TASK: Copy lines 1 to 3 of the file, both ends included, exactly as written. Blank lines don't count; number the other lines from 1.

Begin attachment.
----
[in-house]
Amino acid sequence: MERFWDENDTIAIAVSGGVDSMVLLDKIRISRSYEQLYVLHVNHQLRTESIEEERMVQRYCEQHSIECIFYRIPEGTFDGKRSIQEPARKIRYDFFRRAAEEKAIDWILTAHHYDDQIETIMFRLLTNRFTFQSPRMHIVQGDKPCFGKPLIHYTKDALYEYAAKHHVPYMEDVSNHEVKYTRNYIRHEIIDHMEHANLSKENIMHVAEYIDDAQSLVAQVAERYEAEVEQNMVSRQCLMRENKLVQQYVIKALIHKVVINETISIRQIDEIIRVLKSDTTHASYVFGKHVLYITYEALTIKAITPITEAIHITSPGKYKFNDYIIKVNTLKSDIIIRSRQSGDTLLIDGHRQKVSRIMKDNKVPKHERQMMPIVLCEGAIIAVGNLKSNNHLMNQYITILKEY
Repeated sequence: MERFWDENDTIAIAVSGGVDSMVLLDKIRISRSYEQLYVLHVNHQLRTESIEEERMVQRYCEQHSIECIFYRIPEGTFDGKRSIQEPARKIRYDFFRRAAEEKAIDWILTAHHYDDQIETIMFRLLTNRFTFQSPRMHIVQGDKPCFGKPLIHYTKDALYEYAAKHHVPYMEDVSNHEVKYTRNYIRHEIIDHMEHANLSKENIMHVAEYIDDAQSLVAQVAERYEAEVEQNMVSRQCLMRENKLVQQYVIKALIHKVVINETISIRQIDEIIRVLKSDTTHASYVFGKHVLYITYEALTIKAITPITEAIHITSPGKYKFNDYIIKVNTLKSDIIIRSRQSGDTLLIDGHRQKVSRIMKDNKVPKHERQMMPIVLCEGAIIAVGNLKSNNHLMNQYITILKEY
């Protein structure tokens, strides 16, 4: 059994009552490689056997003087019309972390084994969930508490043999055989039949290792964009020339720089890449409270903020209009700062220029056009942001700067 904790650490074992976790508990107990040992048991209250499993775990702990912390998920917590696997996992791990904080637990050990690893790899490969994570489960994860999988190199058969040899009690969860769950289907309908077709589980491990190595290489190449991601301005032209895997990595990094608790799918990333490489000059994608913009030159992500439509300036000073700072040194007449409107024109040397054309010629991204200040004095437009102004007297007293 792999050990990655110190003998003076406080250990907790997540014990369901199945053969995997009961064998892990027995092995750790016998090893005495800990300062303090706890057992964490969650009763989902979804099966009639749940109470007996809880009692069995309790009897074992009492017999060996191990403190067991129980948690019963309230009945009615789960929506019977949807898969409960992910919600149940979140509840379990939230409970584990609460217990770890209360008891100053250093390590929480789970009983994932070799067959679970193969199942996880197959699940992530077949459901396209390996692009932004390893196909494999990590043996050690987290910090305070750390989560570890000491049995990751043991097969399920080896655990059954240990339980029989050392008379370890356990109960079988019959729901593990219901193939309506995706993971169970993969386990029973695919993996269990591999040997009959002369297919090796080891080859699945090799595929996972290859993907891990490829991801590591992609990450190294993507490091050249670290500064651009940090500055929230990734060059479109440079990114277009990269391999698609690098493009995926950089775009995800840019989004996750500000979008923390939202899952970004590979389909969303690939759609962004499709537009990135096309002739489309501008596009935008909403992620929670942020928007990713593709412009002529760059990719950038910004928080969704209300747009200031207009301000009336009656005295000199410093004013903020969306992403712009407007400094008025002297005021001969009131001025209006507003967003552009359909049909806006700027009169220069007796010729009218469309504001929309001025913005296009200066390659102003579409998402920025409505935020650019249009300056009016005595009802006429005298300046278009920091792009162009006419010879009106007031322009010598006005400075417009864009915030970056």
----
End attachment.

[in-house]
Amino acid sequence: MERFWDENDTIAIAVSGGVDSMVLLDKIRISRSYEQLYVLHVNHQLRTESIEEERMVQRYCEQHSIECIFYRIPEGTFDGKRSIQEPARKIRYDFFRRAAEEKAIDWILTAHHYDDQIETIMFRLLTNRFTFQSPRMHIVQGDKPCFGKPLIHYTKDALYEYAAKHHVPYMEDVSNHEVKYTRNYIRHEIIDHMEHANLSKENIMHVAEYIDDAQSLVAQVAERYEAEVEQNMVSRQCLMRENKLVQQYVIKALIHKVVINETISIRQIDEIIRVLKSDTTHASYVFGKHVLYITYEALTIKAITPITEAIHITSPGKYKFNDYIIKVNTLKSDIIIRSRQSGDTLLIDGHRQKVSRIMKDNKVPKHERQMMPIVLCEGAIIAVGNLKSNNHLMNQYITILKEY
Repeated sequence: MERFWDENDTIAIAVSGGVDSMVLLDKIRISRSYEQLYVLHVNHQLRTESIEEERMVQRYCEQHSIECIFYRIPEGTFDGKRSIQEPARKIRYDFFRRAAEEKAIDWILTAHHYDDQIETIMFRLLTNRFTFQSPRMHIVQGDKPCFGKPLIHYTKDALYEYAAKHHVPYMEDVSNHEVKYTRNYIRHEIIDHMEHANLSKENIMHVAEYIDDAQSLVAQVAERYEAEVEQNMVSRQCLMRENKLVQQYVIKALIHKVVINETISIRQIDEIIRVLKSDTTHASYVFGKHVLYITYEALTIKAITPITEAIHITSPGKYKFNDYIIKVNTLKSDIIIRSRQSGDTLLIDGHRQKVSRIMKDNKVPKHERQMMPIVLCEGAIIAVGNLKSNNHLMNQYITILKEY